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InfoQ Homepage Research Flash Under Fire: Are you using HTML5/JavaScript Exclusively?

Flash Under Fire: Are you using HTML5/JavaScript Exclusively?


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Adobe’s Flash has come under scrutiny in the past week, with Firefox blocking it in all browsers for a short time, and Facebook’s chief security officer calling for the company to announce the end-of-life date for Flash.

Following two critical vulnerabilities that left browsers at risk, the Firefox team made the vulnerable plugin “click to activate” -- before an update had been made available. Within hours of the move by Mozilla, Adobe had released an update.

Amid the controversy, we’d like to hear where your development lies. Have you moved to HTML5, or do you develop with Flash, Silverlight, or Java applets?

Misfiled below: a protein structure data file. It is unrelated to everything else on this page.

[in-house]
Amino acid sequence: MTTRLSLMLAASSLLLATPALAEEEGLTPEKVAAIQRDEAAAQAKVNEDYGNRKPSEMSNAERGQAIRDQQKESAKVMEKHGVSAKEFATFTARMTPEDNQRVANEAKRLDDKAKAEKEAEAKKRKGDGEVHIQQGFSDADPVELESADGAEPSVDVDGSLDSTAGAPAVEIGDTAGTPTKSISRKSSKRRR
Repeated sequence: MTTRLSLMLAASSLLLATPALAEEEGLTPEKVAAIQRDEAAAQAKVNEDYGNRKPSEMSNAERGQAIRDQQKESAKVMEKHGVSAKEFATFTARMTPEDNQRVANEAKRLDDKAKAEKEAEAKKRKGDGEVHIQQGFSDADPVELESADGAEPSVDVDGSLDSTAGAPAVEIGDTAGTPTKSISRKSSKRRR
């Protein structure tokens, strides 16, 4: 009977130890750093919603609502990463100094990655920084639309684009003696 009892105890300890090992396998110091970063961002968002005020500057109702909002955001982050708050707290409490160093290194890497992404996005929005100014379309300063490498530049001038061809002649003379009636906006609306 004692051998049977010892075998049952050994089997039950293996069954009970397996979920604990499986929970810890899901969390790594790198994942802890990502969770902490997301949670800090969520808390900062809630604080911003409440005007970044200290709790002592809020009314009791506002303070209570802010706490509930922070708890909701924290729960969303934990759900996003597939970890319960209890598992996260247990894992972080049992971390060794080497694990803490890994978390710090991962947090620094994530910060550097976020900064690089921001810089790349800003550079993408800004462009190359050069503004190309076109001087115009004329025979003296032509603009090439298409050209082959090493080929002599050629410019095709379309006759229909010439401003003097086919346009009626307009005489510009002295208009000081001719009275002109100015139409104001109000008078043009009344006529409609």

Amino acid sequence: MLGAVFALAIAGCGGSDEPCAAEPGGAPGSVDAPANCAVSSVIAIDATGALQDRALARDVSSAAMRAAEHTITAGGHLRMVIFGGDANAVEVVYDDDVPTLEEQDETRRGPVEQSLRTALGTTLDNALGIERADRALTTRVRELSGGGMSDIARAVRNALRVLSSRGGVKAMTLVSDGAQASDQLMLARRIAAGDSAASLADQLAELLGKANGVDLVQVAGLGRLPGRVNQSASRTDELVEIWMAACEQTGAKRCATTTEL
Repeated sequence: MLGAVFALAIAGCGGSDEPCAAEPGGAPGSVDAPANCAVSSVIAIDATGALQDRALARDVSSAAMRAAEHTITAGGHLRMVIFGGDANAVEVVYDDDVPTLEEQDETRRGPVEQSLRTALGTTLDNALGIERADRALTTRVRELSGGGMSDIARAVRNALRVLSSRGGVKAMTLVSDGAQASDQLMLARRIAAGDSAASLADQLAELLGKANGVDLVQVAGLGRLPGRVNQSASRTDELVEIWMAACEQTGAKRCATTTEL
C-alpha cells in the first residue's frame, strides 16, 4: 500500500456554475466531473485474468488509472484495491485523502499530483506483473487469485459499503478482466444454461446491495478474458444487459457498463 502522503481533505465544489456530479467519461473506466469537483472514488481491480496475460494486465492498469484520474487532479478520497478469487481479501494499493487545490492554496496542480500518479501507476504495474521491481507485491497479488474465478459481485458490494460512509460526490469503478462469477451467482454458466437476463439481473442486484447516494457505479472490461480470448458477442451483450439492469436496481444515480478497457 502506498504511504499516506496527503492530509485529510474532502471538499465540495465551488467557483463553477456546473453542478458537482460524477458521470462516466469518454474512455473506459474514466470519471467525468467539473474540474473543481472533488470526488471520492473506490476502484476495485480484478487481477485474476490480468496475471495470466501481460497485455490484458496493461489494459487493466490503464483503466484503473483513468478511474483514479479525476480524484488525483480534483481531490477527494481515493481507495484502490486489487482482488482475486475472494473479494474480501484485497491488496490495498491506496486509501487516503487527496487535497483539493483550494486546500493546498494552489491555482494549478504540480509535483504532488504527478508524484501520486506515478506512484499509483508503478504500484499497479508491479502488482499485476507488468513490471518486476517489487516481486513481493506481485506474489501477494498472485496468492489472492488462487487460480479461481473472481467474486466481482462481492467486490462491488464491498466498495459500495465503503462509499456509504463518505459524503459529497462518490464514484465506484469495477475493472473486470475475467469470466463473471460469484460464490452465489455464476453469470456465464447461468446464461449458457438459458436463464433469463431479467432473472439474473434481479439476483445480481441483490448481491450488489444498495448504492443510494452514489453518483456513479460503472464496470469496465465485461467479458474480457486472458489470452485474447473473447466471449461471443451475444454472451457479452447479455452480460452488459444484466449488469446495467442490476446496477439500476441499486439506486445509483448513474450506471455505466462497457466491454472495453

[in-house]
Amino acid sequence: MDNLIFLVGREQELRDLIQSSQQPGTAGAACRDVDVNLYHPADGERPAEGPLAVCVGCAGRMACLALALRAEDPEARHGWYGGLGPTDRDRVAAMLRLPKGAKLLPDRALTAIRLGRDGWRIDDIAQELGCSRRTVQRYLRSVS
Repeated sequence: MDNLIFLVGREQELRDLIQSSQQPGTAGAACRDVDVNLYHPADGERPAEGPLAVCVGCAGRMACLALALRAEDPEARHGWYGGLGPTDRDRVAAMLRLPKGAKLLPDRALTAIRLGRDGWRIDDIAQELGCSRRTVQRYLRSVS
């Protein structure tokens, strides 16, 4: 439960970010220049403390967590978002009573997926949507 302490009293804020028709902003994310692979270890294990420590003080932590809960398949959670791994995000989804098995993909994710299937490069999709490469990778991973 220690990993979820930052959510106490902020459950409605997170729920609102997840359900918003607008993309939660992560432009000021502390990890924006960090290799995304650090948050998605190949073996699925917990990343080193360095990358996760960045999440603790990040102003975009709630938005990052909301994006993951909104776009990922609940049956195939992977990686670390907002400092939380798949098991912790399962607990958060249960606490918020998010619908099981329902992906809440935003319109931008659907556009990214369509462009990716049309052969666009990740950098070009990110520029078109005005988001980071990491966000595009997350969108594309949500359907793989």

In the developer community, opinions are mixed about whether there is a viable alternative to Flash.

Chad Weiner, director of product management for Mozilla, told InfoQ that the team "will continue to work with developers to encourage adoption of safer and more stable technologies, such as HTML5 and JavaScript."

In the Hacker News discussion Firefox makes click-to-activate Flash the default user Koen Witters, game developer for RPG Playground, said "You might not like Flash, but it is great at running on every platform/browser with the same code base. If you test it on one platform, it runs on all others.

"Now, I ask you, what's the alternative for Flash? Does HTML5 offer write once, runs the same on every platform/browser? No it doesn't, and it never will. Even simple HTML pages are full of browser checking hacks."

User bobajeff replied

"Flash isn't part of the Web. It's not vendor neutral.

"If Adobe decides to deprioritise a platform that mean the users of that platform with experience less support in terms of bug fixes, performance and security. If Adobe decides not to support a platform period that means users of that platform are left without a means to access Flash content.

"If you are a user this is unacceptable. More importantly these things have already happened."

Commenting on the vulnerabilities, an official statement from Adobe's corporate communications defended Flash, saying that Flash is a target of malicious hackers simply because it is “one of the most ubiquitous and widely distributed pieces of software in the world.”